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Teresa refused: “She was scared”, Anna says, not of the Canadians per say, but at the thought of being around so many foreigners. Anna explains: “At that time, it was a different way of looking at things. We were brought up in a close family.” It was through Teresa’s contact with Canadian Army personnel, who were trying to persuade her to take on a job as interpreter, that Anna met Staff Sergeant Aurele Lavigne, of Bathurst, New Brunswick. “I remember the first time I met him, he was singing the song “Jealousy”. It was love at first sight,”. From Romance to Reality is a popular work on the subject of the war brides; it is a particularly appropriate title when considering what came next in Luisa and Giacomo’s courtship. Canadians marrying British subjects was one thing, but citizens of Italy, so recently an enemy country, were another matter entirely. It would take a sympathetic Major, a reluctant Monsignor, and a very determined young man in love to set the precedent that would allow twenty-five more Italian women to marry. Luisa explains how one day Giacomo’s superior officer, knowing that their unit would be shipping out from Avellino, decided to tell Giacomo that he could get married. To get married he would have to gain formal permission from the Canadian Army, the Catholic Church and the Italian Government. Giacomo knew that this would be an impossible task so he went to see the Monsignor, pleading with him in Italian. “Why don’t you wait until after the war?” Giacomo said, “There is no need to wait until the end of the war. I want to get married now.” Then the Monsignor hearing the determination in this young man who spoke in his same tongue finally compassionately gave in. “Bring your Major and Senior Padre here and we’ll work something out.” Then he said, “If all goes well you can get married, but you must be married in the back of the

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Hurry, Jack did, and on Monday, March 5, 1945 Luisa was married in a borrowed dress and a rented veil. In addition to volunteering to be best man, a Canadian army cook provided the food and drinks and made the happy couple a huge wedding cake. Fifteen months after the LaRosa wedding and with Belgium, the Netherlands, and Germany behind him, Aurele returned to Italy to marry Anna. It would be thieves, not politics, that Aurele would have to overcome. Ms. Jarrett writes, “On the day he arrived in Italy, thieves struck and Aurele lost his luggage, his identification papers, all his money and his wedding suit. Undaunted, he borrowed a suit from Anna’s brother and using bands sent from Bathurst, the couple were married by a British Chaplain in a small Naples church…” For all of the war brides love and marriage, was followed by waiting and worrying. Luisa went to the Canadian Consulate almost every day to see if she could join her husband in Canada. Finally she was told to go to Naples because the orders had come and she would finally be going to Canada. She recalls, “They put me up in a hotel for one month in preparation... which included delousing every day or so and also arranging for my passport. Then suddenly they told me I’d be leaving the next day. I did not even go home and say good-bye to my family for fear that they would leave without me. During the past month I had only gone home twice and was met by name calling from the village women. I told my mother I would not come again to see her to avoid this hurtful scene. Therefore, my family would come on weekends to the hotel to see me. The next weekend they came and I was gone without a word of good-bye. I have always regretted this for I never again saw my mother and father. I had only one thing on my mind and that was to be with Giacomo.” 4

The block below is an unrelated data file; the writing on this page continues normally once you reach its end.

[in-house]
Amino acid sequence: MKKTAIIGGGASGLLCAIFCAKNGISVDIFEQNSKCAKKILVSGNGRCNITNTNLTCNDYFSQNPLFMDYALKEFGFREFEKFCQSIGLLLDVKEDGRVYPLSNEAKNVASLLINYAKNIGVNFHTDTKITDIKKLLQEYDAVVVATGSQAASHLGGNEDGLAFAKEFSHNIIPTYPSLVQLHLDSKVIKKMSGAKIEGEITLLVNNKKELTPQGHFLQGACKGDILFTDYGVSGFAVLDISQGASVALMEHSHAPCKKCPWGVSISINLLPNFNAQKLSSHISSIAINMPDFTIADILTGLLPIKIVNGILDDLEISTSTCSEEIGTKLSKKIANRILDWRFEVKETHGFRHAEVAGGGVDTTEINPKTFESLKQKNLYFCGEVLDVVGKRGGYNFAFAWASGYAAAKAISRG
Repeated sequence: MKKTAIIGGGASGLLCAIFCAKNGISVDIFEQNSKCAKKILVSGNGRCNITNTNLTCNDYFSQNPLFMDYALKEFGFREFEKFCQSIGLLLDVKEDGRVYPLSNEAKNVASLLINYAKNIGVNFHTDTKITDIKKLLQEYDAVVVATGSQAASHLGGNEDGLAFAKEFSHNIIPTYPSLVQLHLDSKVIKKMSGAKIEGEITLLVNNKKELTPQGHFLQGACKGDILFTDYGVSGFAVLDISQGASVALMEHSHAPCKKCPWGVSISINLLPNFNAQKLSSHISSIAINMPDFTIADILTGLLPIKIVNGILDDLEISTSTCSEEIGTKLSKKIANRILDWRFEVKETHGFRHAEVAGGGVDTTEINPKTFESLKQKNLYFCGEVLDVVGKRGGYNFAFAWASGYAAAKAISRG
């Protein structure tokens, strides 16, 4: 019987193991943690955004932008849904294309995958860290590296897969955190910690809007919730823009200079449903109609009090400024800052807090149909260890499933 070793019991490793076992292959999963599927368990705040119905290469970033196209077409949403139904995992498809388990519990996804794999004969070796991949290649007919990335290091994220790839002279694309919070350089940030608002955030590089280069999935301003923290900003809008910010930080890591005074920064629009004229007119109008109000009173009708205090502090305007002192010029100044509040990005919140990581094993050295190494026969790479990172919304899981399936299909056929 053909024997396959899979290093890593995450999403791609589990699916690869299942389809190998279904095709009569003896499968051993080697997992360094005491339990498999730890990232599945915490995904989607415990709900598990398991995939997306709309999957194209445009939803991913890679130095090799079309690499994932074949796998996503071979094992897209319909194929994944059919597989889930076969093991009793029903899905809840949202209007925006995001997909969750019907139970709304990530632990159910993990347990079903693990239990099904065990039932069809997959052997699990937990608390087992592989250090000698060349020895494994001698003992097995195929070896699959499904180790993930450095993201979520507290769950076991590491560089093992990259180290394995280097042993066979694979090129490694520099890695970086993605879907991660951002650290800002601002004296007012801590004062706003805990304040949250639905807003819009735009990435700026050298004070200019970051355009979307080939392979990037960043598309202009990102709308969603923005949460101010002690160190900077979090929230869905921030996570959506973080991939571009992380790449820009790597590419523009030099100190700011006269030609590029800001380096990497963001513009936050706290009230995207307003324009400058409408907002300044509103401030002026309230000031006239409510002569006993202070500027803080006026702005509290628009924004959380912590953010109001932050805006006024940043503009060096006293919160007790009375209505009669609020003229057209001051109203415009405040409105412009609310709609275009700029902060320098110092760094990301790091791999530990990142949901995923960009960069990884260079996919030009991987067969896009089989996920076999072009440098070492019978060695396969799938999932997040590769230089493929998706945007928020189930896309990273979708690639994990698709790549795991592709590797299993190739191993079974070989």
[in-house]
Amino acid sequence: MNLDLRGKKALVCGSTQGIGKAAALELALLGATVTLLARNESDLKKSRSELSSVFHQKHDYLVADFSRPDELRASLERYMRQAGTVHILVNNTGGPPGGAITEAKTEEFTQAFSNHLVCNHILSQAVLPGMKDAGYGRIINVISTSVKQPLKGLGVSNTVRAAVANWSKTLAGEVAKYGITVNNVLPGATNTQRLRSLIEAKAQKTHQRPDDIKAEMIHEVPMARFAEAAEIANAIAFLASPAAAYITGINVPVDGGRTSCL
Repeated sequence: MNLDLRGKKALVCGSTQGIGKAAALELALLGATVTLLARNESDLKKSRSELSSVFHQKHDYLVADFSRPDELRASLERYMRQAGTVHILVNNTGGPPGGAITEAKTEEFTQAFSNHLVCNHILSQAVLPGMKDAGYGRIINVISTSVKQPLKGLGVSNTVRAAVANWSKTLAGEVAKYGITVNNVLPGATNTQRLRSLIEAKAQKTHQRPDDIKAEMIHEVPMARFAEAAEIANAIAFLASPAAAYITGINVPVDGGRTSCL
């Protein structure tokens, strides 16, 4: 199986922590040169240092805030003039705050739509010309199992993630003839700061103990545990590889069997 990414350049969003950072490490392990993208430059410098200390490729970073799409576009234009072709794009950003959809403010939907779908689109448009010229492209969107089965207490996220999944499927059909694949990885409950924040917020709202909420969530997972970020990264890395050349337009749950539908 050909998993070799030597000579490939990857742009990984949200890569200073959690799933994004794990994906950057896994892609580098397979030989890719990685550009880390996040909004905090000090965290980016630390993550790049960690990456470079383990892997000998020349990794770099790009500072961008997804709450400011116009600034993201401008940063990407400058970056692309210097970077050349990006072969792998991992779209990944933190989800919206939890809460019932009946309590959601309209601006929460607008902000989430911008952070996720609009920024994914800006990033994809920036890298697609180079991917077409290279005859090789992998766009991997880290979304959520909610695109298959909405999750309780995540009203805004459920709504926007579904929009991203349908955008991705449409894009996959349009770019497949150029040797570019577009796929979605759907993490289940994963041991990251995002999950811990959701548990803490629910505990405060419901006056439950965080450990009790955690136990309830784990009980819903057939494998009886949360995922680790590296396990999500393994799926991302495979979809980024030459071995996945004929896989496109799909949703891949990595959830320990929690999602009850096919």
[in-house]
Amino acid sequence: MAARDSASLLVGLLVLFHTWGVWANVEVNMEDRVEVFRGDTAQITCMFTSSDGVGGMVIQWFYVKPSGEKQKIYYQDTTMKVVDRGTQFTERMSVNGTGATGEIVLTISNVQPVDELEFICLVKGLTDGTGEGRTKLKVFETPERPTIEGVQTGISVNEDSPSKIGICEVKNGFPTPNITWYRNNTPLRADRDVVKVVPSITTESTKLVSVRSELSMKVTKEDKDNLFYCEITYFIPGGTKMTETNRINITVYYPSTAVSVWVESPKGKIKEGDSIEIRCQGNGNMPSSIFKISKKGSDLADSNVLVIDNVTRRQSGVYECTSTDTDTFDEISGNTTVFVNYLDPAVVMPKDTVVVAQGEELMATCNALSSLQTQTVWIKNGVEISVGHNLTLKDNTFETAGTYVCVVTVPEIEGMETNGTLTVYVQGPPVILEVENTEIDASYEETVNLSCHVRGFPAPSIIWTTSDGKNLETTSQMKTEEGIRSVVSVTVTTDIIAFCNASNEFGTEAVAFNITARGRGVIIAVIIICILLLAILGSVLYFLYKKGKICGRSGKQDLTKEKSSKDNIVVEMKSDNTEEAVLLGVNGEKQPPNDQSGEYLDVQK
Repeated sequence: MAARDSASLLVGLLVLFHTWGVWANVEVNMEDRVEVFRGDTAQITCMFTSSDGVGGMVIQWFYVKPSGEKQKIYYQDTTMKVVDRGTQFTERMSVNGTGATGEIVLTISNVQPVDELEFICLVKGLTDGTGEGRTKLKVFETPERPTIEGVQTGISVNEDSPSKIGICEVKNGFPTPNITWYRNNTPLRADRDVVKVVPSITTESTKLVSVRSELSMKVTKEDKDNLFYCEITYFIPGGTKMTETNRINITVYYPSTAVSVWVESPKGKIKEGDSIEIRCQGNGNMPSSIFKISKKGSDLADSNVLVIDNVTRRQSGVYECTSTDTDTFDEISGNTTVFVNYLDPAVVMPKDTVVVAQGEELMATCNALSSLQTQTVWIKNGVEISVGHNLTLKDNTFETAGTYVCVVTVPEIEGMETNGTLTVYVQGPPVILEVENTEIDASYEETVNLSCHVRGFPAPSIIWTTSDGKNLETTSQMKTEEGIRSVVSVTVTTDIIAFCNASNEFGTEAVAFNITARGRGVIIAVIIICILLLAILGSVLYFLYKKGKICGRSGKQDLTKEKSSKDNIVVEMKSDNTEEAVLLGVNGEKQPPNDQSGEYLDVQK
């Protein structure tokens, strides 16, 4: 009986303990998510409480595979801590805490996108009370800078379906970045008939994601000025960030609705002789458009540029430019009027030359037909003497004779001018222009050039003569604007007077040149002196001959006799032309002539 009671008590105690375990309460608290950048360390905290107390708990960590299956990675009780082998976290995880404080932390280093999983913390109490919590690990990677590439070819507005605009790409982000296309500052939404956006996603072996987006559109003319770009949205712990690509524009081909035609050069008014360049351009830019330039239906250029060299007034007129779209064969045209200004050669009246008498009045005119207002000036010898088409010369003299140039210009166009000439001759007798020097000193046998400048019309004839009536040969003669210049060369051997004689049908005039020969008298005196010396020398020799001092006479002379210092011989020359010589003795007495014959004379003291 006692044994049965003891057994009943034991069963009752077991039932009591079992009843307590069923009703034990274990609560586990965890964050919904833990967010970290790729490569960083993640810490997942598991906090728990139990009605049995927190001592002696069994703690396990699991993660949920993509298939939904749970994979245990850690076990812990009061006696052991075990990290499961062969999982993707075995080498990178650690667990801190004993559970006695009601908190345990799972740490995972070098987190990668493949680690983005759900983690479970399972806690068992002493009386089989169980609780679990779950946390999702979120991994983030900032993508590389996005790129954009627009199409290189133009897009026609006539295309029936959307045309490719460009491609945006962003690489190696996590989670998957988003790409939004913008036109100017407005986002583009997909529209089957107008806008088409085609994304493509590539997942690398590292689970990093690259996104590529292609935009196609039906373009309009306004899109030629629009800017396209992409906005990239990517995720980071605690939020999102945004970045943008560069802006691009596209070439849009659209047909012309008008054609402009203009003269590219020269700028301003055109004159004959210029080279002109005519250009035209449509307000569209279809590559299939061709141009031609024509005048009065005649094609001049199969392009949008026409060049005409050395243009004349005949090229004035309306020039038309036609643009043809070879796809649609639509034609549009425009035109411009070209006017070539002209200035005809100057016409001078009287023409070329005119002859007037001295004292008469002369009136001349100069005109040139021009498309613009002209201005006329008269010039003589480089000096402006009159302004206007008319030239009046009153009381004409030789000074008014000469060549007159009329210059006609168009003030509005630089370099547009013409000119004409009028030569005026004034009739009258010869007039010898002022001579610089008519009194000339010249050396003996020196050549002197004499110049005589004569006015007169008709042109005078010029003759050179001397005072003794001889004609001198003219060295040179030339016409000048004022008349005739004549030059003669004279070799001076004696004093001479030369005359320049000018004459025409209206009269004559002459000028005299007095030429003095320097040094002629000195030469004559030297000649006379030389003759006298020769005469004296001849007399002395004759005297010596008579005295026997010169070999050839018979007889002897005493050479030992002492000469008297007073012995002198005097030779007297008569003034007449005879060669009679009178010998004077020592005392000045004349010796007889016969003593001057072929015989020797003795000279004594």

Anna was expecting their first child when Aurele was repatriated, therefore she was especially eager to join him. Anna’s brother offered to pay her way to London so that she could join the British brides leaving for Canada. She told Ms. Jarrett, “I was pregnant and then we were talking it all over and my brother said, “Never mind. It would be too long. If you want to go I’ll pay (for) your trip to London. When you get to London, you go to the Red Cross and then (join) all the war brides in London.” So with a ticket paid for by her brother, Anna said her goodbyes and set off for London.

War Br ides at Pier 21

It was the Aquitania that brought Luisa to Pier 21 and the Lady Rodney that conveyed Anna. Luisa would board a train to Toronto and reunite with Giacomo on a smoky platform in September of 1946. Anna’s memorable reunion would come in November of 1946, when she walked into Aurele’s arms at Pier 21. For each girl there would be in-laws to meet, a language to master, strange food to contend with, and hundreds of large and small obstacles to overcome, but they were with their husbands, and would not face these challenges alone. Together the couples raised their families and shared their lives. g